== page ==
Misconception 1: Good data inherently means good forecasts

"A [forecasting] system is only as good as the data that's being put in," Archie Durfee, Associate Director of Supply Chain at Ro, recently said on The Checkout podcast. Most retailers operate under a similar belief. 

But while we can probably all agree that not all data is created equal, having a few good data points doesn't inherently mean your forecasts will be reliable. 

That's because the problem isn't about data being "good" or "bad." It's about retail brands not having all their data in one place. 

For instance, you might manage your cash flow in a tool like Settle, production in Anvyl, fulfillment in ShipBob, and returns in Loop. And your ERP might act as a sort of middleware, connecting most of those data sources. 

But no ERP is tech stack androgynous. Meaning, with the proliferation of sales channels and new operational tools, brands will need to invest in developing custom integrations to get the rest of their operational data into their ERP. This, of course, is not a viable pursuit for most brands.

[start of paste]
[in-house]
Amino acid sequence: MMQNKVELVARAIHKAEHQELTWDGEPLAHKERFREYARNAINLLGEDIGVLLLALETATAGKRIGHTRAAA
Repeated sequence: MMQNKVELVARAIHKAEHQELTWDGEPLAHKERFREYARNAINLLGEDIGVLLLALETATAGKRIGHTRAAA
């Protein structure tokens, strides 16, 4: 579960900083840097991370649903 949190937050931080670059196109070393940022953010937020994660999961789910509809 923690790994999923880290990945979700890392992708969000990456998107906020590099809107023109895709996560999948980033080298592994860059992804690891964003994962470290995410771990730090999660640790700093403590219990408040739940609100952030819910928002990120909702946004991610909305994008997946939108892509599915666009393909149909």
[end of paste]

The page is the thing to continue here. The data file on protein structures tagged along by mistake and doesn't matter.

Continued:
As a result, reliable data remains hard to come by. 

When you can't programmatically pull data from a single source of truth, you're left with data gaps. At that point, it doesn't matter if you have a few really, really good data points.

Sure, with spreadsheets, you can finagle whatever data points you find to fill these gaps. But similar to shoving a round peg in a square hole, the final forecast won't look right. 

Meanwhile, a single source of truth not only ensures you have no data gaps but that you're using the most reliable data available (rather than using whatever nuggets you can find). As a result, you create a better forecast.